7 New NBA Storylines We Didn't See Coming

Sean Highkin@highkinFeatured ColumnistOctober 27, 2021

7 New NBA Storylines We Didn't See Coming

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    The first week-plus of the 2021-22 NBA season has been filled with all sorts of fun surprises to go along with the big performances from the stars everyone expected.

    It's still early, and a lot of what happens now could be noise. But every year, there are storylines and trends that nobody (or at least, not most people) saw coming, and some of them stick.

    Here's what has stood out through the season's first eight days.

James Harden's Struggles

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    Everyone knew there would be intense focus on Harden this season with the league introducing a new set of officiating rules designed to curb the exact sort of foul-hunting that's become his calling card. And as expected, that part of his game has taken a hit—he's averaging just three free-throw attempts per game through the Nets' first four games, fewer than he's ever averaged in his career, even going back to when he was a rookie in Oklahoma City.

    What's surprising is how much this has affected the rest of his game—the assumption has been that the game's best players will quickly figure out how to adapt to rule changes. But Harden has struggled in other facets as well. He's shooting the worst he has in his entire career, both from the field (36.4 percent) and from three-point range (32.3 percent) on a similar number of attempts to last year.

    With no Kyrie Irving, the Nets need the best version of Harden if they want to contend. That player has thus far not shown up.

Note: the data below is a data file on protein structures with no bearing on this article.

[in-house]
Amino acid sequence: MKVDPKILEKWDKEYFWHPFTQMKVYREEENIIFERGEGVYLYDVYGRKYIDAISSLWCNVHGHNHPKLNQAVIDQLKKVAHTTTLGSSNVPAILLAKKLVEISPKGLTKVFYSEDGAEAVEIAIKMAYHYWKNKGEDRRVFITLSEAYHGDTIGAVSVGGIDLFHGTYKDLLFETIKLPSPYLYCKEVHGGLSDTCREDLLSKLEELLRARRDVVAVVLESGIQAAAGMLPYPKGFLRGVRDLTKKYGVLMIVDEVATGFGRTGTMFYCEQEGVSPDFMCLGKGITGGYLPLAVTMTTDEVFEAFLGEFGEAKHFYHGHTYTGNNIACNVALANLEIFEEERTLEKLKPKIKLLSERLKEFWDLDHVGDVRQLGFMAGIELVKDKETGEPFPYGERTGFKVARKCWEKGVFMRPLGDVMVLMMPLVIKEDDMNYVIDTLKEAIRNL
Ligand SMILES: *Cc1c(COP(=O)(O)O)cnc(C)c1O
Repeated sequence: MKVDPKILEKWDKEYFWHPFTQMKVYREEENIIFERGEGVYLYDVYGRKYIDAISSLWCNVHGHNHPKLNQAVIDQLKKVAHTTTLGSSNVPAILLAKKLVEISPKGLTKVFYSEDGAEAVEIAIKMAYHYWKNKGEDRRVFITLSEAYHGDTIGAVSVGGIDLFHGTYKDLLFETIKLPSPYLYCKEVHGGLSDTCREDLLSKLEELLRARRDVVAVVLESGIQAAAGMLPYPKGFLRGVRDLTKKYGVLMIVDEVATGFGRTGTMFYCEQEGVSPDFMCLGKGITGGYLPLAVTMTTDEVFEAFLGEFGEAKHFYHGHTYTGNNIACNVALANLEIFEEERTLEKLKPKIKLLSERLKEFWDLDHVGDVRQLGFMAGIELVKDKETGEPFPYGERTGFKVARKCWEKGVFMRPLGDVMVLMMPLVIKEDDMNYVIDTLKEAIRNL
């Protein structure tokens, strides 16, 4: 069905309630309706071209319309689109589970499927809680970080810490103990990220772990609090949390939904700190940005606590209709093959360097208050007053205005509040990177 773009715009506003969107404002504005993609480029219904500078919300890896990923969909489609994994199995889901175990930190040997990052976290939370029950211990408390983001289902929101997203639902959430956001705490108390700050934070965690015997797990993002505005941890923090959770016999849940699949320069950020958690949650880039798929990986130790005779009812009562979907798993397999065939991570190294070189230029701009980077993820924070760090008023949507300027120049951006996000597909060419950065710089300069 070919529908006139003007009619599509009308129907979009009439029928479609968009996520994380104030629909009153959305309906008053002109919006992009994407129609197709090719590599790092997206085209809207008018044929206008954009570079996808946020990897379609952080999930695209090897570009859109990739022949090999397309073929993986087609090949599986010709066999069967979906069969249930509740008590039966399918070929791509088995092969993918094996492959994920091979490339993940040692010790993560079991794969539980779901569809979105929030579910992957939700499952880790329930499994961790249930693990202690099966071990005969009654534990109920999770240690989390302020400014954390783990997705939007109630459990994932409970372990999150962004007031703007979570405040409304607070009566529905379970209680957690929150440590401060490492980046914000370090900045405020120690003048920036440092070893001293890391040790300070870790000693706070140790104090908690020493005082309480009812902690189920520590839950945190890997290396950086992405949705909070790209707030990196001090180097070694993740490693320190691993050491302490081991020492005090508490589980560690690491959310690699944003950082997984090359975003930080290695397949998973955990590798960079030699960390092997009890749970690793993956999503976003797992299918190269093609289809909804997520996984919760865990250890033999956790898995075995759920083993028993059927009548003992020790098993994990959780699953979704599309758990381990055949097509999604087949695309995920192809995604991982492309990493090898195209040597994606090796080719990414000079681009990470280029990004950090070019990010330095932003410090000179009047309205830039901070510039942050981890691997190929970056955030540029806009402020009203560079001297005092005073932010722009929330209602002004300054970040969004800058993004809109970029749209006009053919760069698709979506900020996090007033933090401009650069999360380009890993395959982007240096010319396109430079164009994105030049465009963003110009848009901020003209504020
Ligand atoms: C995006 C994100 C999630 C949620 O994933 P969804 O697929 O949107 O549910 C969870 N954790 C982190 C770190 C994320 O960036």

The Bulls Are Back

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    Chicago certainly had one of the league's splashier offseasons, spending big on Lonzo Ball and DeMar DeRozan to complete a roster overhaul. But reactions were mixed over the summer as far as how these big names would fit together alongside Zach LaVine and Nikola Vucevic. There were a lot of questions about how they'd look defensively and how DeRozan would function as a non-three-point shooter playing next to Ball and LaVine.

    Well, the Bulls are one of the league's three remaining unbeaten teams after squeaking out a win in Toronto on Monday. With the caveat that their other three wins came against Detroit (twice) and a Zion Williamson-less New Orleans team, the fit questions appear to be unfounded for now. Ball is an ideal backcourt complement to LaVine, and DeRozan has been able to find his offense just fine. And defensively, they've been great, allowing just 97.7 points per 100 possessions, tied for the fifth-best mark in the league. Fellow free-agent acquisition Alex Caruso has been huge in that regard.

    The Bulls have an incredibly tough stretch of the schedule coming up over the next month. If they can get through it while remaining competitive, we'll know they're the real deal. But for now, this is easily the most excited Bulls fans have been in at least five years.

Scottie Barnes Has Arrived

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    Barnes was a polarizing pick when the Raptors took him No. 4 overall in this year's draft, ahead of the more widely touted Jalen Suggs. But Masai Ujiri and Bobby Webster have thus far been vindicated for the risk they took.

    Starting all four games for the Raptors at small forward, Barnes has made an impact at both ends of the floor. He's shown an ability to get to the rim and draw contact, as well as a willingness to guard high-caliber wings.

    Barnes and OG Anunoby are looking like one of the toughest defensive duos in the league on the perimeter. Expectations for the Raptors are all over the place after a disastrous last season. They want to compete in the playoffs while still developing young talent, which is always a tough needle to thread in the NBA. However it all shakes out, their top lottery pick is looking like a keeper and a long-term core piece.

Damian Lillard's Shooting Slump